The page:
‘Among other things, the GAO report called attention to a well-publicized incident in which a Defense Department laboratory “inadvertently sent live Bacillus anthracis, the bacterium that causes anthrax, to almost 200 laboratories worldwide over the course of 12 years. The laboratory believed that the samples had been inactivated.” The report describes yet another well-publicized incident in China in which “two researchers conducting virus research were exposed to severe acute respiratory syndrome (SARS) coronavirus samples that were incompletely inactivated. The researchers subsequently transmitted SARS to others, leading to several infections and one death in 2004.”
‘The GAO identified three recent releases of Ebola and Marburg viruses from BSL4 to lower containment labs due to incomplete inactivation.
This is the link to the archived article. Unless there are other articles about coronavirus on Dominic Cummin’s website (and Google cannot find them) this would appear to be evidence that Cummins did indeed, in the very statement in which he was going to clear up “confusions and misunderstandings” tell a new, organized, lie.
There are other points to note in Cummins’ article. I quote a few extracts to give a flavour:
This is why Red Teams are so vital but they cannot solve the problem of broken political institutions.
Also consider that there is a large network of Soviet scientists that participated in the covert Soviet bio-weapons program that the West was almost completely ignorant about until post-1991. Many of these people have scattered to places unknown with who knows what.
How much coverage of the above finding has appeared in newspapers like the FT?
A hypothesis that should be tested: With a) <£1million to play with, b) the ability to recruit a team from among special forces/intel services/specialist criminals/whoever, and c) no rules (so for example they could deploy honey traps on the head of security), a Red Team would break into the most secure UK bio-research facilities and acquire material that could be released publicly in order to cause deaths on the scale of millions.
As I wrote last week, it was clear years ago that a smart teen could take out any world leaders using a drone in Downing Street — they can’t even install decent CCTV and audio — but we should be much more worried about bio-facilities.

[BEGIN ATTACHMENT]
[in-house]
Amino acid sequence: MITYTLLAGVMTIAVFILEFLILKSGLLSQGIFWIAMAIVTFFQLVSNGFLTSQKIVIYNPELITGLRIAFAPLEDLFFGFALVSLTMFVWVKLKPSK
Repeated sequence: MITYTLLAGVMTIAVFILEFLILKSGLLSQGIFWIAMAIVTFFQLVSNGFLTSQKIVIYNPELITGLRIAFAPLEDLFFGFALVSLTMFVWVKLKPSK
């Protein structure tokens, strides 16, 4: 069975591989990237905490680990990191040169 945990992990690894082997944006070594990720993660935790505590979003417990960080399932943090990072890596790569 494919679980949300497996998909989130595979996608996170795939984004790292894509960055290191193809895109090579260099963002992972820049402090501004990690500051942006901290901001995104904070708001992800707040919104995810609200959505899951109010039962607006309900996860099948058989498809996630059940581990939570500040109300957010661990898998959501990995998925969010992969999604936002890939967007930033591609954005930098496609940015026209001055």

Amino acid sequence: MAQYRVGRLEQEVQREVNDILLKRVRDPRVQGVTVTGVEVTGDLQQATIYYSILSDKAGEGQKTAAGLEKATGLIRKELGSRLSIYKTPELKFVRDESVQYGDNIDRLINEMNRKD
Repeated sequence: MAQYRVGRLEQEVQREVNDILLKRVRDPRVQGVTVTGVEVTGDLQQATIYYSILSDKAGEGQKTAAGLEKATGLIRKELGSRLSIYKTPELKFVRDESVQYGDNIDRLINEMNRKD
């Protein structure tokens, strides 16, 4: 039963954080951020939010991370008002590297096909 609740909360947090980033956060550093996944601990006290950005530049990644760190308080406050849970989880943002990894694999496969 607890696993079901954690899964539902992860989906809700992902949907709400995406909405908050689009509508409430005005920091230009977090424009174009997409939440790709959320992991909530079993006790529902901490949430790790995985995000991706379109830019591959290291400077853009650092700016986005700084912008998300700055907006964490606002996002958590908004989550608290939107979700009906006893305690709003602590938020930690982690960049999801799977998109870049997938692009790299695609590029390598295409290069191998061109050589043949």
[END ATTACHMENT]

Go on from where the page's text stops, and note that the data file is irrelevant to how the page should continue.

“Red Teams” are not explained in the article. Reading it through one can deduce that these are teams which engage in penetration testing of IT systems and possibly conduct other attempts to breach security at secure institutions, in order to test security. This isn’t explained. In Mr Cummin’s world no doubt everyone knows what a ‘Red Team’ is. One is beginning to wonder quite what world he lives in. By the time we get to “specialist criminals” it is becoming clear. This is James Bond stuff. The suggestion about “deploying honey traps on the head of security” as part of penetration testing appears to be a sexual phantasy. It also shows a complete lack of understanding of the law. (Not surprising perhaps). Obviously even in the interests of National Security the government could not arrange for, say, the Head of Security at Porton Down to be seduced by a secret agent as part of a security exercise. There would be significant legal issues here. The reference to drones and smart teens seems unwise. If this is true – is it wise to publish it? One suspects that Mr Cummins himself is thinking like the “smart teen” he posits here.
In the rhetorical question “How much of this is in the FT?” (and in other aspects of the tone of the piece) we can get the impression that Cummins thinks he is playing a rather special role; he, and he alone, is shaking up the staid political and media worlds which miss all these important edgy points. A sort of special forces operative of public policy.
In all, this article reads clearly like the work of a phantasist. Mr Cummins appears to be operating at the level of a teenage phantasist and liar. Perhaps it is no wonder that the UK’s coronavirus response – of which he as the senior government adviser is a key part – has been such an utter disaster.
Just because I want to link to it somewhere this is a nice clear article in the Guardian about Cummins and the UK’s disastrous response to Sars-Cov-2.